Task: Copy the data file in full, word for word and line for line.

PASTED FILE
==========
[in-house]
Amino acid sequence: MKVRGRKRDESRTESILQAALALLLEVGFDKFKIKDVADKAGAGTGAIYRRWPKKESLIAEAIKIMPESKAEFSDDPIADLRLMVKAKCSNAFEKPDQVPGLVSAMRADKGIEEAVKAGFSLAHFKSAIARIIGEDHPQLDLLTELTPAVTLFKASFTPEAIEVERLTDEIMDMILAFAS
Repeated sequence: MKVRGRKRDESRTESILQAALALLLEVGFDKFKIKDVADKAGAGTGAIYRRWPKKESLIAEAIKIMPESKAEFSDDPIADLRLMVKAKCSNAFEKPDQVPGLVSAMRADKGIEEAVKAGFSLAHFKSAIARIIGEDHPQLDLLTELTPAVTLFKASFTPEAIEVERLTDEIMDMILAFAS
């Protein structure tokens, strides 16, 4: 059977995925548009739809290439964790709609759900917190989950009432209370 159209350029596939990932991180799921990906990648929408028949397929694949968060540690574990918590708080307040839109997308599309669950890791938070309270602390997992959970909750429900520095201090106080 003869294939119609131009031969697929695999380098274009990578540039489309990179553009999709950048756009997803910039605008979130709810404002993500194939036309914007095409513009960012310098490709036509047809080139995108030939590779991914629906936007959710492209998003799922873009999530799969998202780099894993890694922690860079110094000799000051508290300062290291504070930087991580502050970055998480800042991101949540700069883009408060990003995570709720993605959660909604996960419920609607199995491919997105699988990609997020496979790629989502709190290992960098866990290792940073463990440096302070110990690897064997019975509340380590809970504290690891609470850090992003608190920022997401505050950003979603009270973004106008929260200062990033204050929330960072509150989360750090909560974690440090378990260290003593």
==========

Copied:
[in-house]
Amino acid sequence: MKVRGRKRDESRTESILQAALALLLEVGFDKFKIKDVADKAGAGTGAIYRRWPKKESLIAEAIKIMPESKAEFSDDPIADLRLMVKAKCSNAFEKPDQVPGLVSAMRADKGIEEAVKAGFSLAHFKSAIARIIGEDHPQLDLLTELTPAVTLFKASFTPEAIEVERLTDEIMDMILAFAS
Repeated sequence: MKVRGRKRDESRTESILQAALALLLEVGFDKFKIKDVADKAGAGTGAIYRRWPKKESLIAEAIKIMPESKAEFSDDPIADLRLMVKAKCSNAFEKPDQVPGLVSAMRADKGIEEAVKAGFSLAHFKSAIARIIGEDHPQLDLLTELTPAVTLFKASFTPEAIEVERLTDEIMDMILAFAS
């Protein structure tokens, strides 16, 4: 059977995925548009739809290439964790709609759900917190989950009432209370 159209350029596939990932991180799921990906990648929408028949397929694949968060540690574990918590708080307040839109997308599309669950890791938070309270602390997992959970909750429900520095201090106080 003869294939119609131009031969697929695999380098274009990578540039489309990179553009999709950048756009997803910039605008979130709810404002993500194939036309914007095409513009960012310098490709036509047809080139995108030939590779991914629906936007959710492209998003799922873009999530799969998202780099894993890694922690860079110094000799000051508290300062290291504070930087991580502050970055998480800042991101949540700069883009408060990003995570709720993605959660909604996960419920609607199995491919997105699988990609997020496979790629989502709190290992960098866990290792940073463990440096302070110990690897064997019975509340380590809970504290690891609470850090992003608190920022997401505050950003979603009270973004106008929260200062990033204050929330960072509150989360750090909560974690440090378990260290003593």